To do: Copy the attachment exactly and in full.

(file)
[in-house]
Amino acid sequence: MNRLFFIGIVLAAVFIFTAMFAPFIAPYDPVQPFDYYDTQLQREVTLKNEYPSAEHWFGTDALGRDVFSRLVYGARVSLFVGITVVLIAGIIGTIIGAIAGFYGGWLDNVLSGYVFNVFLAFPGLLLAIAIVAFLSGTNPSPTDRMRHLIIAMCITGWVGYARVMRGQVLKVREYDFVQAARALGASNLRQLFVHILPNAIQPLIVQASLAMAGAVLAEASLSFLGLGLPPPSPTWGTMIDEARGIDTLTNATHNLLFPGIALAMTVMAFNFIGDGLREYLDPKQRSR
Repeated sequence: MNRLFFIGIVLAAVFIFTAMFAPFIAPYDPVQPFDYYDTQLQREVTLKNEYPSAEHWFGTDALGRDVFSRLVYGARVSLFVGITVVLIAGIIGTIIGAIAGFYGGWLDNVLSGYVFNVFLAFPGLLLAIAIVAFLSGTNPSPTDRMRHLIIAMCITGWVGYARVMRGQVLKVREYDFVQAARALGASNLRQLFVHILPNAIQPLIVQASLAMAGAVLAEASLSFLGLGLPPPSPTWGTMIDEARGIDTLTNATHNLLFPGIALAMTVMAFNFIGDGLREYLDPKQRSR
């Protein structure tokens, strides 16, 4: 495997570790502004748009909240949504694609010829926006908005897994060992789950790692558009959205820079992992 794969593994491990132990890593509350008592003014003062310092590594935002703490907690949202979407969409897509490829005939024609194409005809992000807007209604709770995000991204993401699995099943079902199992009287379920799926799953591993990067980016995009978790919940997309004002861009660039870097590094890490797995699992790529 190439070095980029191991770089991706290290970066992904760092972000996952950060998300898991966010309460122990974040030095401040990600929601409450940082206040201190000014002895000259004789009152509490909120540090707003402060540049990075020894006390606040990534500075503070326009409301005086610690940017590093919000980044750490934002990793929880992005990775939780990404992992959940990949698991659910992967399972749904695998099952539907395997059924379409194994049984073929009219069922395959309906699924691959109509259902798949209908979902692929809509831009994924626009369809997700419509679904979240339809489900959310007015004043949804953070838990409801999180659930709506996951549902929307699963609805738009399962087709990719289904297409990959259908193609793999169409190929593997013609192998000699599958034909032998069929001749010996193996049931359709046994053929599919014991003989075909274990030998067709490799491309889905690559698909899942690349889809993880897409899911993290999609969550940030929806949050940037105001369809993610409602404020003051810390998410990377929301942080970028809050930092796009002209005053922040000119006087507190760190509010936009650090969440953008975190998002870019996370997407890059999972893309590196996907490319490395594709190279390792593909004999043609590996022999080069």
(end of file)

[in-house]
Amino acid sequence: MNRLFFIGIVLAAVFIFTAMFAPFIAPYDPVQPFDYYDTQLQREVTLKNEYPSAEHWFGTDALGRDVFSRLVYGARVSLFVGITVVLIAGIIGTIIGAIAGFYGGWLDNVLSGYVFNVFLAFPGLLLAIAIVAFLSGTNPSPTDRMRHLIIAMCITGWVGYARVMRGQVLKVREYDFVQAARALGASNLRQLFVHILPNAIQPLIVQASLAMAGAVLAEASLSFLGLGLPPPSPTWGTMIDEARGIDTLTNATHNLLFPGIALAMTVMAFNFIGDGLREYLDPKQRSR
Repeated sequence: MNRLFFIGIVLAAVFIFTAMFAPFIAPYDPVQPFDYYDTQLQREVTLKNEYPSAEHWFGTDALGRDVFSRLVYGARVSLFVGITVVLIAGIIGTIIGAIAGFYGGWLDNVLSGYVFNVFLAFPGLLLAIAIVAFLSGTNPSPTDRMRHLIIAMCITGWVGYARVMRGQVLKVREYDFVQAARALGASNLRQLFVHILPNAIQPLIVQASLAMAGAVLAEASLSFLGLGLPPPSPTWGTMIDEARGIDTLTNATHNLLFPGIALAMTVMAFNFIGDGLREYLDPKQRSR
């Protein structure tokens, strides 16, 4: 495997570790502004748009909240949504694609010829926006908005897994060992789950790692558009959205820079992992 794969593994491990132990890593509350008592003014003062310092590594935002703490907690949202979407969409897509490829005939024609194409005809992000807007209604709770995000991204993401699995099943079902199992009287379920799926799953591993990067980016995009978790919940997309004002861009660039870097590094890490797995699992790529 190439070095980029191991770089991706290290970066992904760092972000996952950060998300898991966010309460122990974040030095401040990600929601409450940082206040201190000014002895000259004789009152509490909120540090707003402060540049990075020894006390606040990534500075503070326009409301005086610690940017590093919000980044750490934002990793929880992005990775939780990404992992959940990949698991659910992967399972749904695998099952539907395997059924379409194994049984073929009219069922395959309906699924691959109509259902798949209908979902692929809509831009994924626009369809997700419509679904979240339809489900959310007015004043949804953070838990409801999180659930709506996951549902929307699963609805738009399962087709990719289904297409990959259908193609793999169409190929593997013609192998000699599958034909032998069929001749010996193996049931359709046994053929599919014991003989075909274990030998067709490799491309889905690559698909899942690349889809993880897409899911993290999609969550940030929806949050940037105001369809993610409602404020003051810390998410990377929301942080970028809050930092796009002209005053922040000119006087507190760190509010936009650090969440953008975190998002870019996370997407890059999972893309590196996907490319490395594709190279390792593909004999043609590996022999080069």